Six ways to beat return-to-work demons

Having a career break – whether because of maternity leave, caring for someone, going travelling or ill-health – can result in a serious loss of confidence when you start to think about your return to work.

This feeling is the same regardless of whether you’re returning to the same place or starting somewhere new. You haven’t lost any of your skills, but perhaps they are a bit rusty, or (if you’ve had a long break) your industry has moved on and you feel like you’ve missed some of the more recent developments.

Maybe you want to start a whole new career, having had time to reflect on what you’d like to do. So how do you beat those self-doubt demons and ease yourself back into your return to work with confidence? Here are my top tips.

1. Get yourself ready to return
There’s work to do before Day One of your return to work which will help you feel more confident when you get there. Getting up to speed with your industry is the best way to make yourself feel connected, so read industry publications, brush up your skills, attend local meetings or free training provided by your professional body and grab a coffee with colleagues to catch up on all the news. It will help to know who has left, who has started and who’s now on the senior team. If you’re starting at a new place, invite new colleagues out for coffee in your first few weeks to get those relationships off to a good start.Practical steps could include getting organised with your stationery and new work clothes to help you get back into the work mindset so you feel ready to get back to the 9-5.

2. Set your own success criteria
It’s easy to feel the pressure to reach a certain level in your career but will that really make you happy? Think about what’s important to you in terms of career achievements. Maybe your work-life blend will be the most important factor as you return to work, or maybe the location is a bigger attraction than the salary; whatever is most important to you is personal and about your own unique circumstances.  Resist the temptation to compare yourself to others; it is rarely healthy.

3. Remind yourself of who you are and about your achievements
Your CV and LinkedIn profile are great memory-joggers, reminding you not only of the people in your network, but of your achievements and skills. If you have notes from previous appraisal meetings these can also be useful. Take a read through and remember that, however long ago it was, you have done awesome things in your career and will do again.  Remind yourself of your knowledge, skills, strengths and personal qualities and how you have added value in your previous roles.  Also don’t underestimate any learning you have gained during your career break – whatever the reason for your break there are often many positives you can highlight from that experience.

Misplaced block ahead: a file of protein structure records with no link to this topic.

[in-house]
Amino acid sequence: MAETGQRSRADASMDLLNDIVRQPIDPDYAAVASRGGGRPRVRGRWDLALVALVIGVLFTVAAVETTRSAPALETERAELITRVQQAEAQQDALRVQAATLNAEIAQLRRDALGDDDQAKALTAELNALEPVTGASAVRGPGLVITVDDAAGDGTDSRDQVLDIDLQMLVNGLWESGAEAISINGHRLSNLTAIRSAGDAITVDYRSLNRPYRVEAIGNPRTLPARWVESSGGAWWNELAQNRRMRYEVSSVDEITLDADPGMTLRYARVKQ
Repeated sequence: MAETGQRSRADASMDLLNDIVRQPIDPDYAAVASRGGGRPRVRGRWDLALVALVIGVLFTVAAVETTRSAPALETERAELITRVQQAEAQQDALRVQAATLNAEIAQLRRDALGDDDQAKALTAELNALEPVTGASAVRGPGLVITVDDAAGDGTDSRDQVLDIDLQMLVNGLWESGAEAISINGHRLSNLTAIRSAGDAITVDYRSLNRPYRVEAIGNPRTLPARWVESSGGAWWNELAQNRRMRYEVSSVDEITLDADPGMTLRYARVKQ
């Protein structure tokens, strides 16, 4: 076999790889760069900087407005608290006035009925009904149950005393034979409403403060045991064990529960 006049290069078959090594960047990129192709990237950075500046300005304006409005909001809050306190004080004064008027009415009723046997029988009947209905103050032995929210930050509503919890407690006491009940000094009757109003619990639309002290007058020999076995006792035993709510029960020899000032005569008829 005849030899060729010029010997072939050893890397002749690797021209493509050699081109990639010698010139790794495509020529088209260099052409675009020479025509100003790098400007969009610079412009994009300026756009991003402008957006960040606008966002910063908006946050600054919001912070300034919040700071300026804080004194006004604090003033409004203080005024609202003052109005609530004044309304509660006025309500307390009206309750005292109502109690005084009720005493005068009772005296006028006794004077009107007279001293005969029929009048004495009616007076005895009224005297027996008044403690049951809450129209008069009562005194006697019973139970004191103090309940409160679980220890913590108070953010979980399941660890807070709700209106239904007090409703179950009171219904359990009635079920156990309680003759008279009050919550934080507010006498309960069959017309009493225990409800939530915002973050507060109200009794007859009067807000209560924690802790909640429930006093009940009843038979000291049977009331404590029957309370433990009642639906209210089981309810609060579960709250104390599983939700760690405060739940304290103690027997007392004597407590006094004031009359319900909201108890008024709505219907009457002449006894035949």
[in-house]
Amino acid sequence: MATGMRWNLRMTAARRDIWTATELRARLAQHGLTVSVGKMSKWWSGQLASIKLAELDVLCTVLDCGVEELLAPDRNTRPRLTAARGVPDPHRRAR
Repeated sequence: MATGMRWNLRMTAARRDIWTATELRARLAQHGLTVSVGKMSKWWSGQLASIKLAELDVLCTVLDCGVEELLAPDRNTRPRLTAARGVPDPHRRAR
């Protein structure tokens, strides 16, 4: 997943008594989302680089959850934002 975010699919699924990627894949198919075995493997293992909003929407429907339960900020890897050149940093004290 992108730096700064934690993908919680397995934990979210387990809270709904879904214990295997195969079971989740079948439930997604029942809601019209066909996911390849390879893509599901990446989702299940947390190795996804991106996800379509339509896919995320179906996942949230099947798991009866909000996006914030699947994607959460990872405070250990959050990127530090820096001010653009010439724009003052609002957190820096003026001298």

4. Be the newbie
Even if you’re going back to the same place of work it is useful to act like you’ve never worked there before (it can often feel like it anyway, especially if there has been a lot of change). Ask for a mini induction and make sure to set up a meeting with your manager to discuss any concerns or fears you might have, as well as exchanging expectations of what you’ll be able to achieve and how soon.  Have a good support network of cheerleaders around you both at work and in your home/friendship circle to give you positive nudges as you return to the workplace.

5. Take it easy
A phased return can be the perfect way to ease yourself back into work. Even if it only lasts for a week or two, spending just a few days getting to know the people, places and systems you’ll need to operate in will really help you get back into the swing of things. Don’t underestimate how exhausting commuting and working full time is especially when you have had a longer break, so give yourself chance to get used to it. If you can’t negotiate a phased return/start then you might want to clear your mid-week evenings of social engagements for the first couple of weeks or even rope in extra help to help you transition to the new routine.

6. Exercise your options 
If you are not returning to the same place of work, look out for ‘returnship’ schemes.  There are a number of these schemes being offered by employers to attract skilled people who are returning to work after a break. They are realising that plenty of people could benefit from a more formalised programme with additional training and support to help the transition, as well as recognising that making it easy for skilled and experienced people to return to the workforce has significant benefits for their organisation. Details on PWC’s returnship are here and O2’s here.

If you are looking to return to work after a career break (for whatever reason) and want a chat about how to position it on your CV, I’d be happy to help. Give me a call on 07765 894040.

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